Race officials took a dim view of Renshaw’s move and immediately kicked him out of the Tour, although it was not entirely clear who the instigator was. That will complicate things a bit for Cavendish, who counts on Renshaw to put him in the right position to sprint for the line, but I’m not sure it qualifies as news. Who cares about the sprinters, really? They’re mostly a bunch of pretty boys who ride really fast for a couple hundred yards at a time and spend the rest of the time trying to avoid being eliminated from the Tour.
The real action that settles who’s going to win the whole kit caravanserail won’t start till the weekend, so why belabor the point? I think I’ll go enjoy the sunshine instead.
Here's the polka dot dress I mentioned the other day. Tragique, no?
I’m sure that there are days when the Tour riders don’t feel like getting up in the morning and riding another hundred miles through the mountains, just like there are days when I don’t especially feel like writing about it. Today is one of those days, in part because I enjoyed last night’s Los Strawberitos postgame celebration just a little too much; but as Captain Beefheart said, I’m gonna do it anyway, then I’m gonna get right out of town.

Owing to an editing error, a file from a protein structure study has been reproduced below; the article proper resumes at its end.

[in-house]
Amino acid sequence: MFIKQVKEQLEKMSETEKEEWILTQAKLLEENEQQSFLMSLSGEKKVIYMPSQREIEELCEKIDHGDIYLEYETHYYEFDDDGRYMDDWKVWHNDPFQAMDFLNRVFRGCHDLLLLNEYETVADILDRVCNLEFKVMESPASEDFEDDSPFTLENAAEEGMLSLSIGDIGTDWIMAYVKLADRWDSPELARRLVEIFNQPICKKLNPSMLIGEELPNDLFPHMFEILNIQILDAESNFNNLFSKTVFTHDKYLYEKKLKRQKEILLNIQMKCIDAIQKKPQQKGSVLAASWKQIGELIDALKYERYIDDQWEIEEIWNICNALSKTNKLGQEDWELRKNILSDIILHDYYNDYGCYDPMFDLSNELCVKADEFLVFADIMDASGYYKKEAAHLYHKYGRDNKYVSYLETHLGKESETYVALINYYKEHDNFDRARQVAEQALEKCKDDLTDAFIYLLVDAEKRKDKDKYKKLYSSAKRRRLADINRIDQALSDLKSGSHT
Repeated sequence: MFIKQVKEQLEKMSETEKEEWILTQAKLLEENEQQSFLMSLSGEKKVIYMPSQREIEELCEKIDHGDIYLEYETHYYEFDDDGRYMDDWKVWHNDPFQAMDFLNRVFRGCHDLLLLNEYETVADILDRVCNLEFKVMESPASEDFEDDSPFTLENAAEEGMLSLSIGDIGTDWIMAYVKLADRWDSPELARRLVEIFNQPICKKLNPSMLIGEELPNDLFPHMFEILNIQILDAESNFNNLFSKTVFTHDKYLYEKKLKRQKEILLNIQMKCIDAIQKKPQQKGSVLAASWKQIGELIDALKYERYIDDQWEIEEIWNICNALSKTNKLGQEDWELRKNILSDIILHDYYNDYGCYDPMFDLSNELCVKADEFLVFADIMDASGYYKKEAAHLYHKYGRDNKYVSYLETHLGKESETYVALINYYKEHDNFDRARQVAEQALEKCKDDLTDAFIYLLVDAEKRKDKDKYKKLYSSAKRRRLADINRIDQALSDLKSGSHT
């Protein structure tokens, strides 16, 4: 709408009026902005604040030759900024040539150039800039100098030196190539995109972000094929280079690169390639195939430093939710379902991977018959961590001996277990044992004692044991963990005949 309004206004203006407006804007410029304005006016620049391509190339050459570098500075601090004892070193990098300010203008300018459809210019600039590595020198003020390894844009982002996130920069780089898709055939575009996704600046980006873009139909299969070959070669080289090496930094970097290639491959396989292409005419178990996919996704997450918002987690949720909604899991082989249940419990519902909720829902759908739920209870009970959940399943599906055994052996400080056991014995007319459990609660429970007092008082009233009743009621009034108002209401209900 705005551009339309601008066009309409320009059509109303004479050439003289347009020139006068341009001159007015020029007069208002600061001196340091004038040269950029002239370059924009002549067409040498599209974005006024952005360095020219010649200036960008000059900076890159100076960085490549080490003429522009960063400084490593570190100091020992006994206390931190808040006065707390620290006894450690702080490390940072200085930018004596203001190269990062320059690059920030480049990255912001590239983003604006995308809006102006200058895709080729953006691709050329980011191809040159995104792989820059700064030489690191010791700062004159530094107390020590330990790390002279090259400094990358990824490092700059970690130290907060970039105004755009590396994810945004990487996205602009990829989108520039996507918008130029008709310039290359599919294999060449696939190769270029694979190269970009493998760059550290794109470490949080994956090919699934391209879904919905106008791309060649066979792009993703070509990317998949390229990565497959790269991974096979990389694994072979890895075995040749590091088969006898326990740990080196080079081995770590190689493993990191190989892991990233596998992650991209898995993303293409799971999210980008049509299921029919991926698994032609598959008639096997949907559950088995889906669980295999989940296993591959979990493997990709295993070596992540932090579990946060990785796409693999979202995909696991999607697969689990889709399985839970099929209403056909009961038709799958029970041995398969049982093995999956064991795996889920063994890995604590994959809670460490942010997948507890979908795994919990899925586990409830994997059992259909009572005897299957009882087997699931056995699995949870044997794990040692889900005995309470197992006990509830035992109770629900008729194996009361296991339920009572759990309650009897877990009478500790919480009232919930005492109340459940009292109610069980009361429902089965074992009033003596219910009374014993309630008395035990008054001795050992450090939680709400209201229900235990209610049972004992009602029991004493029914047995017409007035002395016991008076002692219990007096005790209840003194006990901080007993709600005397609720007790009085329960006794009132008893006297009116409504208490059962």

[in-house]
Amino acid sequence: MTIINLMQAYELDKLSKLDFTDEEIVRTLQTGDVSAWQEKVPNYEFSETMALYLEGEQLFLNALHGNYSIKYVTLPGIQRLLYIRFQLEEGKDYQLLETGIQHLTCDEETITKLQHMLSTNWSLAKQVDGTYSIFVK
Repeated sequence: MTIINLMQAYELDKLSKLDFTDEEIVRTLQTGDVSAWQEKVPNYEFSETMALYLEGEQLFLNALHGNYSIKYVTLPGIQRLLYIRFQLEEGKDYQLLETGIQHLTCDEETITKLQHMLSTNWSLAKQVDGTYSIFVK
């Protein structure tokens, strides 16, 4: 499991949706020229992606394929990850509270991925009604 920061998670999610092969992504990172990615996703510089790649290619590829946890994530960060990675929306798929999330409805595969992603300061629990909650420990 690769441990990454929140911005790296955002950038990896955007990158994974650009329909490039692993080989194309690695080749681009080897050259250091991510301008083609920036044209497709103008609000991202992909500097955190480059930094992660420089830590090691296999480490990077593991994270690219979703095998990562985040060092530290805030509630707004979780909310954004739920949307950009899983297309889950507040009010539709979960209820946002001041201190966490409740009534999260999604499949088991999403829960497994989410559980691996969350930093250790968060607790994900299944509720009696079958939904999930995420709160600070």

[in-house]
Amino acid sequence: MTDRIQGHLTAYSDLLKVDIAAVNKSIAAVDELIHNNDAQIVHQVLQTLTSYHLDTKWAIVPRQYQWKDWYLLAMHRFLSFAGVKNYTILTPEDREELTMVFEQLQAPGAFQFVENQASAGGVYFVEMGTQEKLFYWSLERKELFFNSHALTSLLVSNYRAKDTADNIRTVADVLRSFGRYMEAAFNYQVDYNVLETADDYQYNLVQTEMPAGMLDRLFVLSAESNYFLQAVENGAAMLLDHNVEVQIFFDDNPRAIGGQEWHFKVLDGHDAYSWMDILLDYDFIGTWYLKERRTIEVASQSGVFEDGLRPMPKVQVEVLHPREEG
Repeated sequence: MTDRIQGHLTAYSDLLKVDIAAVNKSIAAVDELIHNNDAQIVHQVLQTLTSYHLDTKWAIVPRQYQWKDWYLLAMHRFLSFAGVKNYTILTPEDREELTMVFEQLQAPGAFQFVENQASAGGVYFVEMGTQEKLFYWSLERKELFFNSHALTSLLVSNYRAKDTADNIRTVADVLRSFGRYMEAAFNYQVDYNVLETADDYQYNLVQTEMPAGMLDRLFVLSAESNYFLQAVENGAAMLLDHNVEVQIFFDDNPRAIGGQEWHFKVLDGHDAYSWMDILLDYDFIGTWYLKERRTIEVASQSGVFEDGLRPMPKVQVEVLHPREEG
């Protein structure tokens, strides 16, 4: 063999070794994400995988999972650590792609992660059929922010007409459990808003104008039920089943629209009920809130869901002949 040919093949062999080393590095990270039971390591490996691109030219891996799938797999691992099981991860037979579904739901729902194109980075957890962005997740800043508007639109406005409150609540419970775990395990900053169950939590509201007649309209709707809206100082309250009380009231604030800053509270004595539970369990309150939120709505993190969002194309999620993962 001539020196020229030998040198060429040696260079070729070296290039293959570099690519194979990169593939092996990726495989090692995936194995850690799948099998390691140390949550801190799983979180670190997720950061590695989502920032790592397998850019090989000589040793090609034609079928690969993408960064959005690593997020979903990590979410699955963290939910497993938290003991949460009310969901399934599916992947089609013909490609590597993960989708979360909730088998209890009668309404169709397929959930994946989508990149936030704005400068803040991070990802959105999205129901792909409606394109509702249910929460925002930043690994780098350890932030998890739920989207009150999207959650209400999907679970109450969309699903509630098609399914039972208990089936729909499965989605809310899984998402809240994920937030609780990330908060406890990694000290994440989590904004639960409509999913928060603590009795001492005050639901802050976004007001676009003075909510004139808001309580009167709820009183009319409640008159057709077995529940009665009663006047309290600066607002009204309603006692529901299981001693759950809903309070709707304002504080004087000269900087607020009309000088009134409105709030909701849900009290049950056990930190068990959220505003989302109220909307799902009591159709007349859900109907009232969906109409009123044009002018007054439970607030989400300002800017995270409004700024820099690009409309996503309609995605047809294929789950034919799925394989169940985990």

They are saying today that Cadel Evans rode yesterday’s stage with a fractured bone in his elbow, and that’s why he gave such a terrible performance. I suppose I ought to feel bad for him, and ought to feel guilty for more or less calling him a big pussy in public. Somehow I don’t. Funny, that.